I’m Not Perfect

20 Apr

Founding a parenting site must mean I’m the perfect mom. Hardly! In fact, I sometimes I think people get a sense of relief when they see that I can be disorganized, that my kids act up, my laundry’s stacked in the living room, etc. Although I consider myself an accomplished mom with three fantastic children, what people don’t know is how hard I had to struggle, and fail, for many years before I became the mom I am today. You might recognize some of these struggles in a mom you know or even yourself.

Fifteen years ago, when my first child was born, I realized that I knew absolutely nothing about taking care of an infant nor raising a child. I actually thought newborns were born playing and smiling, not sleeping 18 hours a day. I’m also not one to sit still, and recovery was not in my plan.  I also suffered from severe anxiety exasperated by post partum blues and didn’t know I needed help. This was not the best way to start motherhood.

The older my child got, raising a well-behaved child became my mission. I had no idea what to do to discipline my child except for how I was disciplined: spanking. When that didn’t work, I tried time out, soap, taking things away and anything else I thought would help. Needless to say, I am not proud of what I did, and I knew I needed help with parenting skills but didn’t know where to turn and was embarrassed to admit I couldn’t control my child.

Our second child came along three years later. My husband travelled four days a week, my anxiety became more severe and presented itself in frightening physical symptoms, my new baby had frequent ear infections and had to be in an upright position 24 hours a day. I rarely slept, my husband was out-of-town most of the week, I had a preschooler who needed my attention and had little ability to even care for myself. Unfortunately, I was hard on my children and I was hard on myself.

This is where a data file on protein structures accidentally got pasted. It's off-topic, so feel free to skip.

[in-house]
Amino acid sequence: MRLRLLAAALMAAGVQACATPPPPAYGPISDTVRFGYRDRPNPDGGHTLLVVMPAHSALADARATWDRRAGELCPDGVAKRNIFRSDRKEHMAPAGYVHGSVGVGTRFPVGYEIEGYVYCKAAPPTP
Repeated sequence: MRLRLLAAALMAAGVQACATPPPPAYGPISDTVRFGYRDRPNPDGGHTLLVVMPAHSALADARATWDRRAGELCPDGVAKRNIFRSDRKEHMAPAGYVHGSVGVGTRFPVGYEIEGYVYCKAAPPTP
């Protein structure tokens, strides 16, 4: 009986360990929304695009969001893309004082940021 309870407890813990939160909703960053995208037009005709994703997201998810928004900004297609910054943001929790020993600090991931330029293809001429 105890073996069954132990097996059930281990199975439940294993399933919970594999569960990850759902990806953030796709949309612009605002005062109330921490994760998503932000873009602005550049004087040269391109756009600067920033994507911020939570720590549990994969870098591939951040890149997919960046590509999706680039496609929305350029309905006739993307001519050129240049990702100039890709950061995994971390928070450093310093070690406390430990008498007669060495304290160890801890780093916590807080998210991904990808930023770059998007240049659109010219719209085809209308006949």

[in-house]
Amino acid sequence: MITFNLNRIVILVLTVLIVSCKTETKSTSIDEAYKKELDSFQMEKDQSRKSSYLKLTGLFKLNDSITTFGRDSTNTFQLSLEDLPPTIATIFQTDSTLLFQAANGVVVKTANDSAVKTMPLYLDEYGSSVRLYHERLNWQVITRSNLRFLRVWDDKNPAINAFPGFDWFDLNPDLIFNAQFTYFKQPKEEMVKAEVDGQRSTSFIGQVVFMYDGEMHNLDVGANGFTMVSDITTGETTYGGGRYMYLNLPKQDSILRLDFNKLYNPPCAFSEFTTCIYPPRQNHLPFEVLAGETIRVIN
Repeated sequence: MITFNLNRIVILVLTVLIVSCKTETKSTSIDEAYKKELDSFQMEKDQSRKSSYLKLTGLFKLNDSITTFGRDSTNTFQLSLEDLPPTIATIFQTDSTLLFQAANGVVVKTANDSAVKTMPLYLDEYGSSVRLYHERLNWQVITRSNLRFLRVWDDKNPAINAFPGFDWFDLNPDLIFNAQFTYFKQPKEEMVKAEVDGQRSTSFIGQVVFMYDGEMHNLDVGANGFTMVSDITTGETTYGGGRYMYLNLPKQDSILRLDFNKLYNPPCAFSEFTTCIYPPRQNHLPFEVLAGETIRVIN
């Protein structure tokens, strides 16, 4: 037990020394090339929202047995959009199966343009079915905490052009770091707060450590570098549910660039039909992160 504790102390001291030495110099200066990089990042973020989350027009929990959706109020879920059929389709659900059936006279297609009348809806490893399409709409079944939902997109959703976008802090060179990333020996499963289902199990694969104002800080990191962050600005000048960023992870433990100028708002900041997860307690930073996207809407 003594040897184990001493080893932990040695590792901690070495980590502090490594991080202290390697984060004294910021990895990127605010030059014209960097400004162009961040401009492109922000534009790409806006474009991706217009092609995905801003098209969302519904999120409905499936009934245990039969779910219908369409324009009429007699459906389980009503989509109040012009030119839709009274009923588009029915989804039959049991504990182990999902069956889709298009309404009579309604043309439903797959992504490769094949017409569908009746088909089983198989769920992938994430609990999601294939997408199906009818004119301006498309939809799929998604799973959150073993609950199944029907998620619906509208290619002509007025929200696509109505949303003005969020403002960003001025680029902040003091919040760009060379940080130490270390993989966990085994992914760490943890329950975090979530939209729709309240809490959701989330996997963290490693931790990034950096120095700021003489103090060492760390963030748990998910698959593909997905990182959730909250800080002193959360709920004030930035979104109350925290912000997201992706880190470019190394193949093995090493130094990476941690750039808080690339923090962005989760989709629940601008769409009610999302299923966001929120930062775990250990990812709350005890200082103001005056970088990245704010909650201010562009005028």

Luckily some good came a year after our second child was born. I was finally diagnosed with severe anxiety and received treatment and my son had ear tubes put in which finally allowed both us to get the sleep we so desperately needed. Unfortunately, relief didn’t last long.

I was pregnant again and during the third month of my pregnancy we moved for the for the third time in six years. I suffered from morning sickness all day, for nine months, and we lived in a hotel for a month before we could move into our new home. Three months after our child was born, we moved again- half way across the country.

After three years of being a stay-at-home mom, I was desperate to interact in an adult environment, but found myself in friendships with toxic people who negatively impacted my life. Then, we moved half way across the country- again. However, change was on the way this time.

My husband took a less demanding job and continued to be supportive and helpful though my personal challenges and those of motherhood. I began to utilize all of the information I had been learning over the years and realized I was doing a pretty good job as a mom and my kids were becoming awesome little people.

Although these are only a few of the trials and tribulations I faced while trying to be the “perfect mother”, it is not intended to be a sob story, but rather a message. You probably know a woman who appears to be a happy, well-adjusted mother yet is quietly struggling with her own challenges. Or, if you are that mom, know that you are not alone and ask for help. Most of all, know that you’re not expected to be perfect.

So now you know. I wasn’t perfect then and I’m not perfect now, but I have learned so much about parenting during the last fifteen years, and it’s time to share what I have learned with other moms facing the same challenges. My children are entering the teenage years and I’m finding that is a whole new beast! Now, I’m not afraid to find the help I need, ask the questions I don’t know the answers to, and surround myself with fantastic women who make me a better mom and woman during this new phase of parenting. The best part is I know I’m not perfect and so do they.

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